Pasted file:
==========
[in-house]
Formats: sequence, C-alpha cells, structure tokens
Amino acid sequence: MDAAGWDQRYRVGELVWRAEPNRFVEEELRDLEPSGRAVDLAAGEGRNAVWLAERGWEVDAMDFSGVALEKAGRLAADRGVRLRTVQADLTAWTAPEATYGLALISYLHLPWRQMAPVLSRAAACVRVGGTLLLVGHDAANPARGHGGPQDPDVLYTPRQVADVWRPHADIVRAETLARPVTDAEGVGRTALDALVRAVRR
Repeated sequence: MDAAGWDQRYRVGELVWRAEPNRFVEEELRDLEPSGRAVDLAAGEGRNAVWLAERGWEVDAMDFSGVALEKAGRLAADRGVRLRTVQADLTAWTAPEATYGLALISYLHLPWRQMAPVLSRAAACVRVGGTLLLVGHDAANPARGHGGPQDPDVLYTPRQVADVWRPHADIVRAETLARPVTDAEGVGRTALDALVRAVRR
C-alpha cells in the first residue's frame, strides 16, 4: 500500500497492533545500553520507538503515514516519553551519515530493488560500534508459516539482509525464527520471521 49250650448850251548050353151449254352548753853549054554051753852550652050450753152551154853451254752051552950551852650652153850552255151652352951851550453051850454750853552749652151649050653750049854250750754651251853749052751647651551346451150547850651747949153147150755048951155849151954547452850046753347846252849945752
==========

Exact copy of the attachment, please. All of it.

[in-house]
Formats: sequence, C-alpha cells, structure tokens
Amino acid sequence: MDAAGWDQRYRVGELVWRAEPNRFVEEELRDLEPSGRAVDLAAGEGRNAVWLAERGWEVDAMDFSGVALEKAGRLAADRGVRLRTVQADLTAWTAPEATYGLALISYLHLPWRQMAPVLSRAAACVRVGGTLLLVGHDAANPARGHGGPQDPDVLYTPRQVADVWRPHADIVRAETLARPVTDAEGVGRTALDALVRAVRR
Repeated sequence: MDAAGWDQRYRVGELVWRAEPNRFVEEELRDLEPSGRAVDLAAGEGRNAVWLAERGWEVDAMDFSGVALEKAGRLAADRGVRLRTVQADLTAWTAPEATYGLALISYLHLPWRQMAPVLSRAAACVRVGGTLLLVGHDAANPARGHGGPQDPDVLYTPRQVADVWRPHADIVRAETLARPVTDAEGVGRTALDALVRAVRR
C-alpha cells in the first residue's frame, strides 16, 4: 500500500497492533545500553520507538503515514516519553551519515530493488560500534508459516539482509525464527520471521 49250650448850251548050353151449254352548753853549054554051753852550652050450753152551154853451254752051552950551852650652153850552255151652352951851550453051850454750853552749652151649050653750049854250750754651251853749052751647651551346451150547850651747949153147150755048951155849151954547452850046753347846252849945752